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08 Jun 2023
In August 2017, The Guardian published an article stating, “Children who exercise become healthier adults.” While this to most of us seems common sense; if you develop a love of sport as a child you are more likely to still participate in it as an adult and we all know that exercise makes us healthier at any age. But what really struck me about this article was the statement that, “the more exercise they had done during adolescence, the more likely they were to be successful professionally.”
Those of us who work in schools or sport have been aware of the link between physical activity and mental health for many years. We have also been told that physical activity improves pupil’s concentration and therefore their ability to learn. This in turn should therefore improve their success in future life as they will get better results academically which will enable them to become more successful professionally. But the link between physical activity and cognition goes even further than that. Studies show that doing enough physical activity to improve cardio-respiratory fitness in childhood is directly related to the structure and function of the developing brain, especially in regions such as the hippocampus, which is involved in memory, and the prefrontal cortex, which does not complete its formation until your early 20s.
As teachers we constantly wish for our pupils to remember things as it would save us having to re-teach activities again and again each term. So why aren’t we using this link between exercise and memory? Even with the PE and sports premium the amount of children who are taking part in their 60 minutes of daily activity recommended by the NHS is still falling year on year. Children are now 20% more likely to be obese at age 10 than they were in 1976. We know as school staff that our pupils often go home and play on computer games, or eat convenience food and that unfortunately is a product of the society we live in. We cannot change what happens once they leave our school building, but we can during those 6 hours a day, 38 weeks of the year that they are in our care. So why aren’t we?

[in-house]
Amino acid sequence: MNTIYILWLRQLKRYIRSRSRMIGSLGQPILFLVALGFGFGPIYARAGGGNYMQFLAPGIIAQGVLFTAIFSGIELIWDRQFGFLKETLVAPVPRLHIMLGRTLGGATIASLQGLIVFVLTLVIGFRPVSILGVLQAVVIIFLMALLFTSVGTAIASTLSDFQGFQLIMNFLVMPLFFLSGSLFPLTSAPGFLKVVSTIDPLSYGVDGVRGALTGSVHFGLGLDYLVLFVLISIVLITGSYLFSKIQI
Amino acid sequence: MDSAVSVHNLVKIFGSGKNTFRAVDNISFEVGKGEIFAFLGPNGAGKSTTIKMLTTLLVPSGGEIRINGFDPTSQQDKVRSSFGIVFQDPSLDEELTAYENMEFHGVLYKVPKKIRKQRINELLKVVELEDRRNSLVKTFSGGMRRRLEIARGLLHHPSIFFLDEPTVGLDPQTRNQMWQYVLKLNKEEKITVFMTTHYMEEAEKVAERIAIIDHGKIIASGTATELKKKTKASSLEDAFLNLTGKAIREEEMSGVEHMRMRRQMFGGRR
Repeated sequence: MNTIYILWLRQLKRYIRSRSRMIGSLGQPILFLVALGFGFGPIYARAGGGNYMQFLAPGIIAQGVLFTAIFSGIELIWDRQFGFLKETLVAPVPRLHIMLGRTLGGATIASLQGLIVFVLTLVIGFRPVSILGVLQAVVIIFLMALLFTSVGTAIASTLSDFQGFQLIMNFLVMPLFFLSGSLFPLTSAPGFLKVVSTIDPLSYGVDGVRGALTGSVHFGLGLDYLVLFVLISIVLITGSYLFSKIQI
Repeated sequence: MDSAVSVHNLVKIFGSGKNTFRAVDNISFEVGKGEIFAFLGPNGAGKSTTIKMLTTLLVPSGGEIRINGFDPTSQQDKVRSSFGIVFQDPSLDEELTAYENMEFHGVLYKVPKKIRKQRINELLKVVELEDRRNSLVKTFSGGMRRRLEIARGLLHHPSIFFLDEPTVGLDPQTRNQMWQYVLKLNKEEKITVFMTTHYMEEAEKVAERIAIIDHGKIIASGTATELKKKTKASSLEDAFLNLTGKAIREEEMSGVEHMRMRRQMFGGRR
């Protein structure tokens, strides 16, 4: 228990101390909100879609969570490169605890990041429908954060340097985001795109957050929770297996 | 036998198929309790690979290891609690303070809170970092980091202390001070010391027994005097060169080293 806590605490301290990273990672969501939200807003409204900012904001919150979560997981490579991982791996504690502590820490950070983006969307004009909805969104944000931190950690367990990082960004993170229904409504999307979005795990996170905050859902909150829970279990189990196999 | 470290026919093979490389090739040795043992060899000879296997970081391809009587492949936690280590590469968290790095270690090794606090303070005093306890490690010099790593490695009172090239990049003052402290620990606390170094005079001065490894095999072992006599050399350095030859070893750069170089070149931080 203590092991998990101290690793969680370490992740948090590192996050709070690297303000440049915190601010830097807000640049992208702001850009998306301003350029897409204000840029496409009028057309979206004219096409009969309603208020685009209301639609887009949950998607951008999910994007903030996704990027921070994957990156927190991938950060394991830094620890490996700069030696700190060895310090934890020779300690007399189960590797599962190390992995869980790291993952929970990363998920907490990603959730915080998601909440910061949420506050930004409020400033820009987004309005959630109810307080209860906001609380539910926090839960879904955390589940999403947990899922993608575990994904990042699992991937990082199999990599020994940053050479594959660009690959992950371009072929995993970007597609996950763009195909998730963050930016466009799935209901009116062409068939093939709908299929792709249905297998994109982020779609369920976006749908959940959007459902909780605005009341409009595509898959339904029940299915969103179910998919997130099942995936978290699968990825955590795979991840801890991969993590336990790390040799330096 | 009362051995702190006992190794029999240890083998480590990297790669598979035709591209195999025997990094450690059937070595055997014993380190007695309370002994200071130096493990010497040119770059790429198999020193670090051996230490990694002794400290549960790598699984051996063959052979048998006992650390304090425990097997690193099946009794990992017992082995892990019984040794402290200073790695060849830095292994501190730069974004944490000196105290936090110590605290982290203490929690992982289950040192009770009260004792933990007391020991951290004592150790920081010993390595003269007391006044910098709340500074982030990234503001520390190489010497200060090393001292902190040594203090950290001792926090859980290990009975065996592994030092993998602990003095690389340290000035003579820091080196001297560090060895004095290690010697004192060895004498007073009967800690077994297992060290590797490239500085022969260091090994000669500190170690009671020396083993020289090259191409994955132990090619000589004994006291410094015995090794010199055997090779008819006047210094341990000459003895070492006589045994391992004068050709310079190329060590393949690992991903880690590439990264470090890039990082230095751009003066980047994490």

A primary school teacher told me last week, “there’s not enough time in the school day for anything further, something has to give”. As a classroom teacher myself I understand this statement more than most so let’s work around this, let’s work physical activity into our lessons. Gone are the days where we could get 30 children to sit down at a desk for 6 hours a day and rote learn. We often wish they would sit still for just 15minutes so we could deliver our input without disruption but this just isn’t the case. There are so many schemes out there which promote physical activity in lessons and so many things we can try which are going to be a fantastic use of our PE and sport premium, even some of which are free. So let’s jump on the band wagon and try some out. I’ve listed some I have used below.